Paper: New York Times, The (NY)
Title: Angela Whitiker's Climb
Date: June 12, 2005
Angela Whitiker arrived early and rain-soaked at a suburban school building with a carton of sugar water in
her purse and a squall in her stomach. It was the small hours of the morning, when the parking lot was
empty and the street lights were still on. There she was alone in the darkness for the biggest test of her life.
If she passed, she could shed the last layer of her former self -- the teenage girl who grew up too fast,
dropped out in the 10th grade, and landed aimless and on public assistance with five children by nearly as
She would finally be the registered nurse she had been striving toward for years. She could get a car that
wouldn't break down in the middle of the Dan Ryan Expressway. She could get an A.T.M. card and balance
her checkbook and start paying down her bills and save up for that two-story colonial on Greenwood that
was already hers in her dreams.
She would never again have to live in that gang-run nightmare of a place, the Robert Taylor housing projects
-- where she packed a .38 for protection -- or in Section 8 housing or in any government-subsidized
anything. Her children could be proud of her and go on to make something of themselves too, once she
proved it could be done.
But if she didn't pass.
She couldn't think about that. And so, as she would often tell the story later, she got up before dawn and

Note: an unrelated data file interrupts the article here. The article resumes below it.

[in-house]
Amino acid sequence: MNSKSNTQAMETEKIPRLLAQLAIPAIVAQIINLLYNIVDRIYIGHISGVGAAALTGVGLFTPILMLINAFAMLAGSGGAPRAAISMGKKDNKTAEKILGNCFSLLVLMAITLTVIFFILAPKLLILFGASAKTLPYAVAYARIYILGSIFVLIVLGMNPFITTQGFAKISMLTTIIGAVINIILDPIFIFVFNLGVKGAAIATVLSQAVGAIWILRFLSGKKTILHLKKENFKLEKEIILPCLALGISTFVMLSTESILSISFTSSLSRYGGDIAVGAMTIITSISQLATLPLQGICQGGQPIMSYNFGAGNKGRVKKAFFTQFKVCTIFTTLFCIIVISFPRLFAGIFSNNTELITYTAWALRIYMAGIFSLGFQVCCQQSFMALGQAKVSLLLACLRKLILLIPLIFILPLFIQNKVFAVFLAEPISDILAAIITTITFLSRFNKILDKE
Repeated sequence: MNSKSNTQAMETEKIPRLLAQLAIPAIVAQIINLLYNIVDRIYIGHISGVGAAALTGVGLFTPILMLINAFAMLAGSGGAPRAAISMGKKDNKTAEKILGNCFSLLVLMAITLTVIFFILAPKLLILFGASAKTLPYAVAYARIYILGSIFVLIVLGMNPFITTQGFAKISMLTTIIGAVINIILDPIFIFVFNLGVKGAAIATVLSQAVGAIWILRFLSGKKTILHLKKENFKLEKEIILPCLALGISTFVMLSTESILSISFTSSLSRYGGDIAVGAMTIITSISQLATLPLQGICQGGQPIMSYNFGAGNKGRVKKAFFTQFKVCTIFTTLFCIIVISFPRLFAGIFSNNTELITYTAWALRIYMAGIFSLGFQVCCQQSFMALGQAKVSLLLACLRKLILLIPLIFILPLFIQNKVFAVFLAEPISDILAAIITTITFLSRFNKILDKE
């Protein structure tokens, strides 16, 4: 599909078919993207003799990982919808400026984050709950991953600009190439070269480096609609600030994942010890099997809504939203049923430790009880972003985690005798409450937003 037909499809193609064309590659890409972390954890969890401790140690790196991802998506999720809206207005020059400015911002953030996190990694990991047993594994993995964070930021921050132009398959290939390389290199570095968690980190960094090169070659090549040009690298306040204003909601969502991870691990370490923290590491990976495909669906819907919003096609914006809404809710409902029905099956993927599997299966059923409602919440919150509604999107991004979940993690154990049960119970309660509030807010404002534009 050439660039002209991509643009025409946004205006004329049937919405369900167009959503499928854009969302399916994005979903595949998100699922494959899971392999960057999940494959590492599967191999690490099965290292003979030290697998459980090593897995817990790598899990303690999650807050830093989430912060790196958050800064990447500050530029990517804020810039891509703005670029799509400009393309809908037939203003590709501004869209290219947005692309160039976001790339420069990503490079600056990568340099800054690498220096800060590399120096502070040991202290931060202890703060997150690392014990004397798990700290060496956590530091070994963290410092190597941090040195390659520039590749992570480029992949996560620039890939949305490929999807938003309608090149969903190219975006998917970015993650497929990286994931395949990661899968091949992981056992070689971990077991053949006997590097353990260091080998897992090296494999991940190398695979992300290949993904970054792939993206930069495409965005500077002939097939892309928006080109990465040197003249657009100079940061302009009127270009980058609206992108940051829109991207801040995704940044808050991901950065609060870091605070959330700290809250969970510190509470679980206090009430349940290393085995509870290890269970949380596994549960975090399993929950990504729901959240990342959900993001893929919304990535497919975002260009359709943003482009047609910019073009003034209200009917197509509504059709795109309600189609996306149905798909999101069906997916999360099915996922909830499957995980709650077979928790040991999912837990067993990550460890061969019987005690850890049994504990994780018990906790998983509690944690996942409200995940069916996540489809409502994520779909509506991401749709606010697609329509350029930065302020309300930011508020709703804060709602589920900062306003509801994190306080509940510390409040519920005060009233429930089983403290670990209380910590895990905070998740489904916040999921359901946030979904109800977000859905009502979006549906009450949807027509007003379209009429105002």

made herself some oatmeal and a hard-boiled egg and toast and got to the testing site for the state licensing
boards for registered nurses two hours before the test began.
She had never been good at tests. All through nursing school, she agonized the night before an exam,
overstudying the charts and graphs, termites dropping from the ceiling onto her physiology books, mice
crawling at her feet, and her children tugging her leg to find out what was for dinner.
She had only recently become the first woman in her family with a college degree and, if everything went
well this day, would be the first nurse anybody in her family knew personally.
So, she left long before she needed to that morning to avoid traffic, a missed turn, not enough gas. Once
there, she sat parked in the rain trying to compose herself. She pulled out her Bible to read the 91st Psalm,
the one about the Lord being her refuge. She broke out the sugar water to get glucose to the brain.
In the hallway, she avoided looking anyone in the eye. She spoke to no one. She didn't want to pick up on
anyone's anxiety. She had enough of her own. She took a last drag on a Newport.
The testing room began to fill. The examiner checked her identification and assigned her computer No. 12.
She drew in another deep breath as she walked to her place. She was about to sit down to take a $256
pass-or-fail entrance exam into the American middle class.
For most of her 38 years, Angela Whitiker has been on the outside looking in at the seeming perfection of